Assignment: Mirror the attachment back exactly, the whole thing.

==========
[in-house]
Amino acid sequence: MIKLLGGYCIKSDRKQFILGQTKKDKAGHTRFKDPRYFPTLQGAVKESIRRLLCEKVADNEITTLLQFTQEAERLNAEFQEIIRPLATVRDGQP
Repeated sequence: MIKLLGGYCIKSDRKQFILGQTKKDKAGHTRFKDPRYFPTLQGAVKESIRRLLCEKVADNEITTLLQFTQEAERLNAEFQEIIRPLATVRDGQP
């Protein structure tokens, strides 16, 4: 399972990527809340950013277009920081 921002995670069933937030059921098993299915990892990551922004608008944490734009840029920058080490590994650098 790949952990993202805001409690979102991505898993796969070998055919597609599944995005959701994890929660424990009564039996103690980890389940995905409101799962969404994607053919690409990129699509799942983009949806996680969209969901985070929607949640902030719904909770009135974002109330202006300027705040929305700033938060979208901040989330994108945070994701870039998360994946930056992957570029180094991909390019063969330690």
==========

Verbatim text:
[in-house]
Amino acid sequence: MIKLLGGYCIKSDRKQFILGQTKKDKAGHTRFKDPRYFPTLQGAVKESIRRLLCEKVADNEITTLLQFTQEAERLNAEFQEIIRPLATVRDGQP
Repeated sequence: MIKLLGGYCIKSDRKQFILGQTKKDKAGHTRFKDPRYFPTLQGAVKESIRRLLCEKVADNEITTLLQFTQEAERLNAEFQEIIRPLATVRDGQP
């Protein structure tokens, strides 16, 4: 399972990527809340950013277009920081 921002995670069933937030059921098993299915990892990551922004608008944490734009840029920058080490590994650098 790949952990993202805001409690979102991505898993796969070998055919597609599944995005959701994890929660424990009564039996103690980890389940995905409101799962969404994607053919690409990129699509799942983009949806996680969209969901985070929607949640902030719904909770009135974002109330202006300027705040929305700033938060979208901040989330994108945070994701870039998360994946930056992957570029180094991909390019063969330690």